Now in order to see the sun, we have to actually point the sun at the camera. So I'm just going to go ahead and change the angle of my sun so that it's pointing pretty much towards that camera, and you can kind of see it here in this viewport. So when I change the angle so that it points at the camera, you can see how now I can see that sun in the sky. In fact, if I angle it up just a hair here, it might actually come in a little bit lower in the sky so you can see it.
Now you may think that because the sun is here in the viewport, that's where it is here in the render, but that's not really the case. Again, the sun is not positional; it's just angular, so it really depends on the angle in relation to the camera. So even if I move this sun completely out of the frame here in the perspective viewport, I would still get the same render. Remember, it's really the angle in relation to that camera. So now that we can actually see the sun in our render, let's go ahead and start playing with some of these parameters.
Now one of the first ones is Blending. This is how it blends to the original background. And again, we have all of our blending controls here, but the one that's most important is Factor. If I dial this down to zero, I get the original background. If I dial it up, then I start to get the sun, okay. And typically this is at 1, which basically just completely replaces that blend sky with my sun. Now I can also create a brightness for my horizon, so how bright is it down here? And again that shows up very nicely in that render. Or if I want, I can turn my Brightness down to zero to have a not-bright horizon.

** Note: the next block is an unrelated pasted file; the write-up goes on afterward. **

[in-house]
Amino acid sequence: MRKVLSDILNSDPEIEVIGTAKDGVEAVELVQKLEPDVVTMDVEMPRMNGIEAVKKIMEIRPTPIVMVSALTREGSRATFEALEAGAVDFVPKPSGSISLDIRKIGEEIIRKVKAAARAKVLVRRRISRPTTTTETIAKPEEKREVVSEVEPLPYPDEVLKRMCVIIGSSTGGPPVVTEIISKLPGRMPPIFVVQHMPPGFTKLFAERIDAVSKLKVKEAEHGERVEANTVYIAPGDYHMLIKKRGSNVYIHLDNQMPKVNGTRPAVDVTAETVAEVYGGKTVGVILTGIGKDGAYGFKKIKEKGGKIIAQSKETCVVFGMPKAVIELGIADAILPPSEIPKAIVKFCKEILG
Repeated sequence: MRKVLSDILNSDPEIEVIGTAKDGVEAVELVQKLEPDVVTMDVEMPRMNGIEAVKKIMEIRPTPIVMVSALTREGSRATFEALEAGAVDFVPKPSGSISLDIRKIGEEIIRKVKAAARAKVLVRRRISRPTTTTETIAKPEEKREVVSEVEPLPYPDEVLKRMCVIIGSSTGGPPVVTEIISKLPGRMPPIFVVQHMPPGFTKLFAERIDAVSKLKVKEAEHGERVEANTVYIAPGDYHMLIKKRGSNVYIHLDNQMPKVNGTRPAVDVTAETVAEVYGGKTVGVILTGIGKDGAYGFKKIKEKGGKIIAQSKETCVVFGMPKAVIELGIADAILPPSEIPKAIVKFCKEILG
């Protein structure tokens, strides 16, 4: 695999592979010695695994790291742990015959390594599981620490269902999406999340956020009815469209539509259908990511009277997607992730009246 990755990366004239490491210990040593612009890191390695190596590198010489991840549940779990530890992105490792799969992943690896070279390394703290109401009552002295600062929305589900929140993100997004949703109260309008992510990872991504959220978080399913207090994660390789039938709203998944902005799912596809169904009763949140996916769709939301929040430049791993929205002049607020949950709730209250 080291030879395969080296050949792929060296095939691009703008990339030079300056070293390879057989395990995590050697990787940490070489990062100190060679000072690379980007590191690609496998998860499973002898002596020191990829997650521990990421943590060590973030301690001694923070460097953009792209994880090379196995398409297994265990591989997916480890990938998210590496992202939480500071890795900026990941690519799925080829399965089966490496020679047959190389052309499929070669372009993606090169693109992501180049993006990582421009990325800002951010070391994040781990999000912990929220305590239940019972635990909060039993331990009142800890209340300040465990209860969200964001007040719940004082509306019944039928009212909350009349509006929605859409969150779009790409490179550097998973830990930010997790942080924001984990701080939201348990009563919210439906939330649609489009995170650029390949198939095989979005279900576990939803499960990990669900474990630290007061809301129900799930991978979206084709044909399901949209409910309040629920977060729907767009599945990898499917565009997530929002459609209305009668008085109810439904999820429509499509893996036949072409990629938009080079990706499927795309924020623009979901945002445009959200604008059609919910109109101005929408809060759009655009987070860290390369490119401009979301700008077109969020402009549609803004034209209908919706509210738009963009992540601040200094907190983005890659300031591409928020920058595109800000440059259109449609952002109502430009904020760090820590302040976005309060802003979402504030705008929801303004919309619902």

The other important one is the Sun controls. How bright is this sun? So we can certainly make the sun brighter and so that will definitely show up in my render. I can make it dimmer. I can also change the Size of the sun. So a smaller sun with the same brightness will make the actual ball of the sun smaller, but the brightness will stay the same. So if I make my sun bigger, you'll notice that it actually looks a little bit bigger in relation to that.
Again, I can see my sun a little bit better. These parameters can really be tweaked as much as you want. I would suggest starting with one of the presets and working from there. Now, the final control here is Atmosphere. So again, do you want to add in atmosphere to your render? And that basically just gives you kind of a fog effect here. So as I add in Atmosphere, I can start to see how much Atmosphere I have, in terms of how much does a sun affect it, as well as what's the distance of that atmosphere? So again, the higher the distance, the more atmosphere I have; the lower, the less effect I have.
So you can create a hazy morning effect again just by adding in a little bit of Intensity here and not too much. So those are some of the parameters that you can use with the Sun lamp, and you can see this is a very, very versatile tool that you can use to create realistic skies.